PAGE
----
by Paul Garver
Eight hundred organizers from SEIU locals in California and other states have flooded into the Central Valley city of Fresno. Rallying at the Fresno Fair Grounds (site of the first of the California internment camps for Japanese-Americans in 1942), the conscripts were provided with SEIU T-shirts and purple paraphenalia, water bottles, and speeches (view report on speech by SEIU-UHW trustee Dave Regan) exhorting them to kick the asses, whip the butts, and drive a stake through the heart of the rival National Union of Health Workers (NUHW). They will make daily house calls on the 10,000 homecare workers who are currently members of SEIU-UHW, which national SEIU put into trusteeship in January. The workers have petitioned for representation by the NUHW, founded by deposed UHW leaders and shop stewards. UHW first organized the Fresno homecare workers and won a good first contract in 2002-2003.
A much smaller number of volunteer organizers represent the NUHW. One of their elected leaders within the Fresno homecare unit is Florine Furlow, who was arrested at a sit-in at a Woolworth’s lunch counter in Little Rock in 1960, who in an op-ed article in the Fresno Bee views her union struggle as a continuation of her campaigns for civil rights and disability rights. Other volunteer organizers include Dana Simon, who had coordinated the original 2002-3 organizing and contract campaigns in Fresno and a month ago resigned his SEIU position as lead organizer for Massachusetts hospitals to protest SEIU’s actions in California. As reported by Randy Shaw on this blog, former UFW leaders are divided. Dolores Huerta supports the NUHW, while Eliseo Medina is SEIU-UHW’s co-trustee along with Dave Regan.
The 10,000 homecare workers are mailing back their ballots from June 1 to 15 to choose between SEIU-UHW and NUHW as their collective bargaining representative. In a sense they are choosing between Goliath and David. Goliath has the troop numbers and the deep pockets. David lacks these resources. In other respects as well, the battlefield is favorable for Goliath. The fiscal crisis in California is posing an imminent threat to the precarious gains of the Fresno homecare workers. SEIU-UHW already lost an arbitration to maintain the wage level, but claims that its political connections in Washington and Sacramento can help restore them. Inundating Fresno homecare workers with house calls, television messages and other propaganda may not persuade them to love or support SEIU, but as every union-busting management consultant knows, you do not have to convince workers you are right to persuade them to vote against change – you merely have to confuse them and paralyze their wills. In the tumult and stress of a chaotic campaign, many will choose “no union” -or in this case the “incumbent” union- in a desperate attempt to ease the tension. The unit of Fresno homecare workers is relatively new to the labor movement – its members work in isolated individual households and lack the work relationships that facilitate communication and can bolster group solidarity among co-workers in hospitals and nursing homes.
The stakes are high both for SEIU and for the NUHW. The NUHW might survive an electoral defeat in Fresno, and live to fight on at Kaiser and other large institutional settings where its support is more firmly based. And if SEIU fails to “drive a stake through the heart” of NUHW in Fresno, it will surely keep on trying. But even SEIU’s resources are not infinite. Some of its 800 conscripts in Fresno are already proving reluctant and might be hard to mobilize for a similar effort in the future. Local 99 SEIU staffers, for instance, signed a letter demanding neutrality in the SEIU/NUHW conflict and picketed the union office in protest against assignment to Fresno. Others are posting critical reports on the pro-NUHW PerezStern blog site.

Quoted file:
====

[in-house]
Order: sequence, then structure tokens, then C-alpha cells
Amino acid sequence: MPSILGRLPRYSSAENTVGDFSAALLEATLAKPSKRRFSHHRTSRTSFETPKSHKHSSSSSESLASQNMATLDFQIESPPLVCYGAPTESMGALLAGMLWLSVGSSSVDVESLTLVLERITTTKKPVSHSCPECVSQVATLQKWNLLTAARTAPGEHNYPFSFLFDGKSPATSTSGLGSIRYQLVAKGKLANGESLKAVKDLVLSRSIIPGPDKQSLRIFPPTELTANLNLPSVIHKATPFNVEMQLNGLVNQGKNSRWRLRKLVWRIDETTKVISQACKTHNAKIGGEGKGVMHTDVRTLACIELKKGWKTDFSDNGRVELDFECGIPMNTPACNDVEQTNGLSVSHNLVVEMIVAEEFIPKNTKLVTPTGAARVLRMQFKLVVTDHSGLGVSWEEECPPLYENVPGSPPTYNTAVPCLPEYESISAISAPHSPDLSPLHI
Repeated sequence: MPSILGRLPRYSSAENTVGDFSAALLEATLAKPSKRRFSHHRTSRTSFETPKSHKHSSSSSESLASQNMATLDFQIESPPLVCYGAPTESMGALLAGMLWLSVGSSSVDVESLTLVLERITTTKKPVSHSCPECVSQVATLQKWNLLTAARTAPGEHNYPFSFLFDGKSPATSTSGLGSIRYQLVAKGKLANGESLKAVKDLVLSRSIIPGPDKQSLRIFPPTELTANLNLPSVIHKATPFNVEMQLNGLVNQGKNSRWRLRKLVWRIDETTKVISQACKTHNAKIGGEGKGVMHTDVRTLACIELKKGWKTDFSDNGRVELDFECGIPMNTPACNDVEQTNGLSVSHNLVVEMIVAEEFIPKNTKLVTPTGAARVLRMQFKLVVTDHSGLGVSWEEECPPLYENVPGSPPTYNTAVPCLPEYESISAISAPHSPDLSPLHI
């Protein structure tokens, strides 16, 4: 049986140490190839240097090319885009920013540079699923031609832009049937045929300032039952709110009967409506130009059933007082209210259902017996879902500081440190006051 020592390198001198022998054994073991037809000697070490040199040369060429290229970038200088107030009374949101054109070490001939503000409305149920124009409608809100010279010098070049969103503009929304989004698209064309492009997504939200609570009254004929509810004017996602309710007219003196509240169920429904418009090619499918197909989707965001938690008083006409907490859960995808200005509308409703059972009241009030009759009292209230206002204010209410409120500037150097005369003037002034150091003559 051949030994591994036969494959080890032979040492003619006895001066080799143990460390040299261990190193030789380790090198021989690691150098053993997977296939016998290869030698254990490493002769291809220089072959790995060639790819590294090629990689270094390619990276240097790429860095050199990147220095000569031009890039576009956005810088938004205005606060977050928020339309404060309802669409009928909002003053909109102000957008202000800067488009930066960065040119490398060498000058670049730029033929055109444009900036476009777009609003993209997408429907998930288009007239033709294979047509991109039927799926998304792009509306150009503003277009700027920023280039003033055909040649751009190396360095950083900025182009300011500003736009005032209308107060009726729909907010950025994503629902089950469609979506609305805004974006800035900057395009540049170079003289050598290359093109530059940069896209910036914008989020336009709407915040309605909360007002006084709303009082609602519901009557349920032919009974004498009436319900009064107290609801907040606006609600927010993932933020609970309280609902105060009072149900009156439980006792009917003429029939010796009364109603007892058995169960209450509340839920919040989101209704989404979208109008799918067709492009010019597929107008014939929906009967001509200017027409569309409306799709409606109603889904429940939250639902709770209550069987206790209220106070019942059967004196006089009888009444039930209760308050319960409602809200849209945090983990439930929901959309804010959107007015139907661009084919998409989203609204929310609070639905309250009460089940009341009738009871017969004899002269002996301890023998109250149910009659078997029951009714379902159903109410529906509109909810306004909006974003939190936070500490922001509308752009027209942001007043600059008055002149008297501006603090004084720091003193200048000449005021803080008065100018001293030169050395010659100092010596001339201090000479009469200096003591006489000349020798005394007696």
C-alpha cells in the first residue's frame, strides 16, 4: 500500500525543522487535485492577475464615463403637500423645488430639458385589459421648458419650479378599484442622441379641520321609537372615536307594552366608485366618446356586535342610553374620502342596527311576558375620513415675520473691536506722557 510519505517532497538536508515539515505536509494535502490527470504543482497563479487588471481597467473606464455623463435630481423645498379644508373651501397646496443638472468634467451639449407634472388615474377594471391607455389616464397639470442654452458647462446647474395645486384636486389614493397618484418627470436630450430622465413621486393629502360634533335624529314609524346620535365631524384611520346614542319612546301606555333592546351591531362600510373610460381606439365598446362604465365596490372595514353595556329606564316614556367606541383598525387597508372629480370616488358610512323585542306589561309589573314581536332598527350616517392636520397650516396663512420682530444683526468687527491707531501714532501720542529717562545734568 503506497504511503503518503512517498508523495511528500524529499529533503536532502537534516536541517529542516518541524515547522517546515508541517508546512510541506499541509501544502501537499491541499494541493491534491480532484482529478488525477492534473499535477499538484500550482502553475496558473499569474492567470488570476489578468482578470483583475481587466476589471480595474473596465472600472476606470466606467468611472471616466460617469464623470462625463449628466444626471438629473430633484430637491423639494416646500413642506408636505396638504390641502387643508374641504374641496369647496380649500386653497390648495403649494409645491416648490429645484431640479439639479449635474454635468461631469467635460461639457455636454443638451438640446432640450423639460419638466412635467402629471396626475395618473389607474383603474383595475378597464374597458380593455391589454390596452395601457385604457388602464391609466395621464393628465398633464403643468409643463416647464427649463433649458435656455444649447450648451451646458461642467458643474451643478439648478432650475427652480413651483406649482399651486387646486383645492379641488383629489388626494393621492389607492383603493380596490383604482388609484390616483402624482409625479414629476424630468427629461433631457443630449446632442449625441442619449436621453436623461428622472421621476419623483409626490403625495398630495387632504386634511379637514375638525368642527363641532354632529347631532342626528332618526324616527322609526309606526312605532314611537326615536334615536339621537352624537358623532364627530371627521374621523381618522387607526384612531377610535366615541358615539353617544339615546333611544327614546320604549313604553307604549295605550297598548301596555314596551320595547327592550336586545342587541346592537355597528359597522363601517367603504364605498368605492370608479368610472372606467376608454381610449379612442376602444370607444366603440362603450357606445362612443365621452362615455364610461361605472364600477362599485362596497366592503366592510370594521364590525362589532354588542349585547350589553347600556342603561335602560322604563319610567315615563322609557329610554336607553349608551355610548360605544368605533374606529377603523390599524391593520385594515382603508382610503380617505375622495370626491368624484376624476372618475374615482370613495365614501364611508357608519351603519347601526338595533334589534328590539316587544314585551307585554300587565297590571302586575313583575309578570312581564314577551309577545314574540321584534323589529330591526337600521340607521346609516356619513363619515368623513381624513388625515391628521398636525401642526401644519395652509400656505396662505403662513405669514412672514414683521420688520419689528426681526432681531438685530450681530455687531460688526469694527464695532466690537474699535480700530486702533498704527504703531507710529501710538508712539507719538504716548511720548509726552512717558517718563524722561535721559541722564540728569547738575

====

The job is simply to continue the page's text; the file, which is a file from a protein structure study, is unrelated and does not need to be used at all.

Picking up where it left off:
Moreover SEIU is increasingly engaged on another costly national front, against UniteHere. SEIU has had to loan $1 million to its Workers United conference that split off from UniteHere to support its internal battle with the larger group that remained within that union. Workers United has only about 100,000 dues paying members, and will likely have to seek further relief from making per capita payments to SEIU. So long as a settlement is not reached over financial issues, control of the Amalgamated Bank and jurisdictional issues, SEIU may find its battle against UniteHere to be more draining than expected.
This is probably why SEIU has chosen to run such a massive effort amounting to overkill to crush the NUHW insurgency in Fresno. But even electoral victory in Fresno would not in itself restore SEIU’s moral legitimacy that is being eroded by its repeated involvement in fratricidal inter- and intra-union conflicts. SEIU had amassed considerable political, financial and moral capital over decades of organizing workers and fighting progressive campaigns over issues.
Would it be tragic for SEIU and for the entire progressive movement if the “real SEIU” is represented only by the face of Dave Regan talking trash on the Fresno fairgrounds? Is the “real SEIU” better represented by the Flo Furlows and Dana Simons? Read their articles and listen to their speeches on the links provided to answer these questions for yourself.